The Little Things That Count

Well, the One Ring may be small, but it’s of a magnitude of importance. In that way, the Ring is not at all small: that’s just one way of looking at it. Of course, does it really matter that the ring could be fit inside a cereal box? No, not exactly. What matters is its power and signifigance.

However, that is not what I’m talking about. I’m talking about small things–truly insignificant, small things–that are important. You realize that your life is made up of some large years, some smaller months, even smaller weeks, short days, hours, minutes, and then seconds.

Whoever said that the “little things don’t matter” didn’t consider the fact that your life is made up of a multitude of these small, seemingly insignificant rocks, giant skyscrapers are constructed from tiny globules and particles of cement, and that our vast universe is made up of the smallest thing known to man–the atom. (Okay, the PLP is the smallest, I only said that for effect)

Take your book, for instance: You spent hundreds of thousands of seconds, hundreds of thousands of letters, all on a computer that is manufactured one in a million, to create something great. Your characters, plot, and setting are the culmination of literally millions of different things, all brought to a head.

It is on that last note that I want to stress. What are your characters without their little quirks and pleasures, rages and habits? Their various tendencies to do this or that when waiting in a line, A little tic they do when they’re nervous, or even sleeping habits. What is a character with all those little things that make them unique?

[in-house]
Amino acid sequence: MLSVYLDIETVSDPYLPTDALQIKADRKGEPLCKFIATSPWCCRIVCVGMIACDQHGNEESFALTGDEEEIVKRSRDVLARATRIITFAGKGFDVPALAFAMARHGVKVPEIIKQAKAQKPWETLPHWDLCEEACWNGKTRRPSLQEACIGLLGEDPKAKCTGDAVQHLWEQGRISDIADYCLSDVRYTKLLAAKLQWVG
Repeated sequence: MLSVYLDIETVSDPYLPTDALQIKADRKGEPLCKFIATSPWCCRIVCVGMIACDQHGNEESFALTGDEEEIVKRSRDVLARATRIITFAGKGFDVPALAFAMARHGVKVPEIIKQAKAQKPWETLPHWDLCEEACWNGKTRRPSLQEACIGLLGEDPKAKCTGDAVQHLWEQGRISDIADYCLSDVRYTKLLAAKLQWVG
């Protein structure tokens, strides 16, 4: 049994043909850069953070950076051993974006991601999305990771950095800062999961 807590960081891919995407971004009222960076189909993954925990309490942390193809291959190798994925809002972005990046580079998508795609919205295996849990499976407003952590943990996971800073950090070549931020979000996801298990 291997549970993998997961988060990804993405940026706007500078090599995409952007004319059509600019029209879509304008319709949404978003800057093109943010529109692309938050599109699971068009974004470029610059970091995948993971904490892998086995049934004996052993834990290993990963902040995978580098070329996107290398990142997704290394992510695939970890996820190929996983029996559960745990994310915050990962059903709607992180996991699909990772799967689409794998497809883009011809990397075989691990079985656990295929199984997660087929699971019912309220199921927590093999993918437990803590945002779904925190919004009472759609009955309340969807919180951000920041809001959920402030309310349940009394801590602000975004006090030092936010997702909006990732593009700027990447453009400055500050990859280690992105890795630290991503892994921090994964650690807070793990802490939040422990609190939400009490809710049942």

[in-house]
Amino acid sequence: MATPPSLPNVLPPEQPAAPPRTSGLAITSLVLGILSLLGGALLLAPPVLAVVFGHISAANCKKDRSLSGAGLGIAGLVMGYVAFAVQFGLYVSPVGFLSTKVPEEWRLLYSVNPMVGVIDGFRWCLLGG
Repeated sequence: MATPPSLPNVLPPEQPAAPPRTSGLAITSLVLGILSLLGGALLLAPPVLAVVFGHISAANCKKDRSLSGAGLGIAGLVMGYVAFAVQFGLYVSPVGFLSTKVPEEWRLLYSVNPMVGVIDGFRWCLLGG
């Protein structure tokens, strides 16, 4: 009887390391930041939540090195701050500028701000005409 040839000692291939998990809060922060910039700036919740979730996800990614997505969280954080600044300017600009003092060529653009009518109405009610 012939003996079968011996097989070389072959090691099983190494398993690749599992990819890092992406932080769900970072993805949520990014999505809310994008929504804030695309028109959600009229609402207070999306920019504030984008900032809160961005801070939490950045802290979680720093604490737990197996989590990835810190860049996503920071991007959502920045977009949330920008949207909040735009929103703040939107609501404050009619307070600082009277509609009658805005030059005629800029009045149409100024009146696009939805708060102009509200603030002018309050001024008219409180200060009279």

Of course, we can be callous and deaf to these little tendencies begging to be known quite easily. So many little things are lost when focusing on the big, most important things. Undoubtedly, the little things are less important than the big ones, but far be it from me to say that they don’t matter.

So, I’m going to give you a few tips on how to express all the little things about your story’s setting, characters, and plot. Remember, the more nuances, small or great, that you can make about your story, the better and more real it will be.

First, look out for things that “just” occur to you, seemingly randomly. Take every idea that comes into your head seriously (“Should I add that the lightbulb is hanging from a cord from the streetlamp?”) and consider putting it in. Think: would I notice this if I were a part of this story?

Second, if a description about a person, place, or action seems a little too bland, put something random in (like, the grandfather’s eyes dart back and forth nervously, as if he was being confronted). Just something that is small enough not to matter that much, but big enough to be noticed.

Lastly, anything you can put in that would be characteristic of the person, plot, place etc., would enrich the story to put in. It doesn’t matter if the comment is large or small, if would add to the gloom of an appropriately gloomy scene, it would be good to put it in. This goes for anything in writing: if it makes the story better, large or small, put it in.

Good luck, and happy writing!


Published by Van Ghalta

A cold, dark, mysterious character who purposefully wrote a story so that he could fit into it...A story where he himself WRITES stories, practices martial arts, blogs, plays airsoft, collects MTG trading cards, plays outdated video games, and writes weird, third-person bios for himself...

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